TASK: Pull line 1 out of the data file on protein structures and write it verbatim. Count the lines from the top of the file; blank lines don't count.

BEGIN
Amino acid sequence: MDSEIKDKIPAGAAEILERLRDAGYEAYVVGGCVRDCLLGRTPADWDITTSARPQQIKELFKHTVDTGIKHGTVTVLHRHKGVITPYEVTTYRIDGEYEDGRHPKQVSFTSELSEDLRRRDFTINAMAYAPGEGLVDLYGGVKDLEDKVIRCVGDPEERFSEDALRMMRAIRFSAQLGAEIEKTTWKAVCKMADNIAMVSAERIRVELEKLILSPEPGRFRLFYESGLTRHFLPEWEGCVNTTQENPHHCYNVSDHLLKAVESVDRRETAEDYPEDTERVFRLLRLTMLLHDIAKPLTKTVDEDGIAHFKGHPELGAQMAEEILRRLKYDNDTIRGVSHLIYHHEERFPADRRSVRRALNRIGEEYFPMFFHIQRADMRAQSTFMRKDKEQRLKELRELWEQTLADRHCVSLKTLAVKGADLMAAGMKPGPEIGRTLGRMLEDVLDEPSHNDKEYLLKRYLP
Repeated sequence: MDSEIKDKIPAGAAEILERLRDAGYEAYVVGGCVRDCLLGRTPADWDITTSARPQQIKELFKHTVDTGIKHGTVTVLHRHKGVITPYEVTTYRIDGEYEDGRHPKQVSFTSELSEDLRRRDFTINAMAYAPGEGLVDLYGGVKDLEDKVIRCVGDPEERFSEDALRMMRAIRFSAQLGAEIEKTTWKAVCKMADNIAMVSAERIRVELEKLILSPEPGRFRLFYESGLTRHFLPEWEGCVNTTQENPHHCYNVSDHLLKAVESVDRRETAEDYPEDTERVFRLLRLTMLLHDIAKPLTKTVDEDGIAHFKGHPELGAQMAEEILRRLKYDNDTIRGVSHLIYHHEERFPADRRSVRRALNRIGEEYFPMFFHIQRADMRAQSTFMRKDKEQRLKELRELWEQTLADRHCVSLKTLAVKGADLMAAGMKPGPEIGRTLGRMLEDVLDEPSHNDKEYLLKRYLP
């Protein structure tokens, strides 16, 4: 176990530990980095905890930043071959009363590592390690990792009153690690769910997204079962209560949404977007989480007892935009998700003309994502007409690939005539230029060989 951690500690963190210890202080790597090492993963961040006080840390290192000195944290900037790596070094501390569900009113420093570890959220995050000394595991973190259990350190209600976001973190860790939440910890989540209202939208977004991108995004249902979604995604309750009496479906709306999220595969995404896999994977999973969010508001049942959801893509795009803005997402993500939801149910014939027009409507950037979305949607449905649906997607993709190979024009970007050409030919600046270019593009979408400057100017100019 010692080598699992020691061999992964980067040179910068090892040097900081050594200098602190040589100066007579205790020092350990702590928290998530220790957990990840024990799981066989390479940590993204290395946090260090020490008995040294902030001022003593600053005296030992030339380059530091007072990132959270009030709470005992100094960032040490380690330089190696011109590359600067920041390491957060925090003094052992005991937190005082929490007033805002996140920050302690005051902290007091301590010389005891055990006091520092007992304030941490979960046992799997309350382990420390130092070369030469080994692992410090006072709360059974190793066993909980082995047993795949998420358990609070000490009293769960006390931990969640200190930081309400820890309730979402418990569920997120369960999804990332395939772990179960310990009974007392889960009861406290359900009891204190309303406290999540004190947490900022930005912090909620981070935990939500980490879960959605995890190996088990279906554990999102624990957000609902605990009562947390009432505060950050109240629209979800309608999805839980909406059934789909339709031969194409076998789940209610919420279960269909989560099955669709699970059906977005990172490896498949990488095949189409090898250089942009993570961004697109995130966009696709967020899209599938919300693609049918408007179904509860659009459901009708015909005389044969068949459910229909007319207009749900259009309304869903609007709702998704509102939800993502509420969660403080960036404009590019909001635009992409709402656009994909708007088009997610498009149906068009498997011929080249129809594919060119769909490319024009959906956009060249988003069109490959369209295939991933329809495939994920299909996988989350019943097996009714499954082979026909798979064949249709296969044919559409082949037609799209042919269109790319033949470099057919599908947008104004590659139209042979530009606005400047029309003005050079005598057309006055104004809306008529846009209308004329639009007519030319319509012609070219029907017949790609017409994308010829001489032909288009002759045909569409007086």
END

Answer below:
Amino acid sequence: MDSEIKDKIPAGAAEILERLRDAGYEAYVVGGCVRDCLLGRTPADWDITTSARPQQIKELFKHTVDTGIKHGTVTVLHRHKGVITPYEVTTYRIDGEYEDGRHPKQVSFTSELSEDLRRRDFTINAMAYAPGEGLVDLYGGVKDLEDKVIRCVGDPEERFSEDALRMMRAIRFSAQLGAEIEKTTWKAVCKMADNIAMVSAERIRVELEKLILSPEPGRFRLFYESGLTRHFLPEWEGCVNTTQENPHHCYNVSDHLLKAVESVDRRETAEDYPEDTERVFRLLRLTMLLHDIAKPLTKTVDEDGIAHFKGHPELGAQMAEEILRRLKYDNDTIRGVSHLIYHHEERFPADRRSVRRALNRIGEEYFPMFFHIQRADMRAQSTFMRKDKEQRLKELRELWEQTLADRHCVSLKTLAVKGADLMAAGMKPGPEIGRTLGRMLEDVLDEPSHNDKEYLLKRYLP